Being a Chef is so much more than just knowing how to cook... that is actually the easy part of the job. The hard part is managing the kitchen and the staff. Dealing with personnel as much as you deal with ingredients. So, how is it to run the kitchen inside a 279 foot mega yacht?
We asked celebrity chef and culinary artist Daniel Isberg to give us some insight. Daniel is the head chef at M/Y Bold, a 279' motor yacht built by SilverYachts in Australia. The yacht's distinguishing exterior is by designer Espen Øino who created a unique glass-enclosed loft on the upper deck that covers over 300 square metres of interior space. The modern interior is built to accommodate up to 12 overnight guests in eight luxurious staterooms on the main deck and can carry up to 96 passengers while cruising thanks to Bold’s PYC build specifications. Complete with two helicopter landing pads, two 9.5-metre Rupert Marine tenders and an autonomous range of 5,500 nm.
Before we start, why don't you tell us a bit about yourself?
I have been cooking all my life.
I started when a was a little kid spending time with my grandparents in the Swedish countryside picking berries, mushrooms, fishing, baking, making jams, etc... we cooked everything from scratch and that awoke a passion for cooking inside of me that fueled me to become a chef.
I went to culinary school in Sweden, my home country. After school I worked with some of the best chefs in the country at some of the best restaurants. Then I started to travel the world, to explore, to cook... I went to cook in France, Germany, Poland, Greece, Spain, USA and Thailand.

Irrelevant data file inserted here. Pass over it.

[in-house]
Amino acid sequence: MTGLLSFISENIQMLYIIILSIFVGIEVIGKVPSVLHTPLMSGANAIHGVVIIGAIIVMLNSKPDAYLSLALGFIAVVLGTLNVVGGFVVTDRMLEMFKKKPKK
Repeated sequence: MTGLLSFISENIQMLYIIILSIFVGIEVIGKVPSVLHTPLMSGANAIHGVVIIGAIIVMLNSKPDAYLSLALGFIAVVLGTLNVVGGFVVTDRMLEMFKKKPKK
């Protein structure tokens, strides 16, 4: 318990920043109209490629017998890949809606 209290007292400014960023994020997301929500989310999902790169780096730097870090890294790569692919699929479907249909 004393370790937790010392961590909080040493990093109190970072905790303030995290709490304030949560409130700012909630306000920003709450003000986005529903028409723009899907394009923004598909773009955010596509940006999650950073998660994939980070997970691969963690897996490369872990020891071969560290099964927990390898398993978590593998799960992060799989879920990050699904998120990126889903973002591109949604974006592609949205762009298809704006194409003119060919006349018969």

As of today I have been a chef for over 30 years. Never married, never had kids... my work is my life and I would not have I any other way.
How does someone make their way in the culinary world?
It is not really about how good you are or a specific dish that you can cook. It is about working my heart out and showing my boss, whoever the chef was, how good I was. It took a lot of studying, a lot of research and a lot of experiments. If you have it in you... the more you do it, the more you like it.
When it comes to the kitchen, hard work pays off. Then it is all about collecting experience. 20 years ago I was working on the "Sea Goddess" an ultraluxury small cruise ship that can hold 116 guests on a full ship.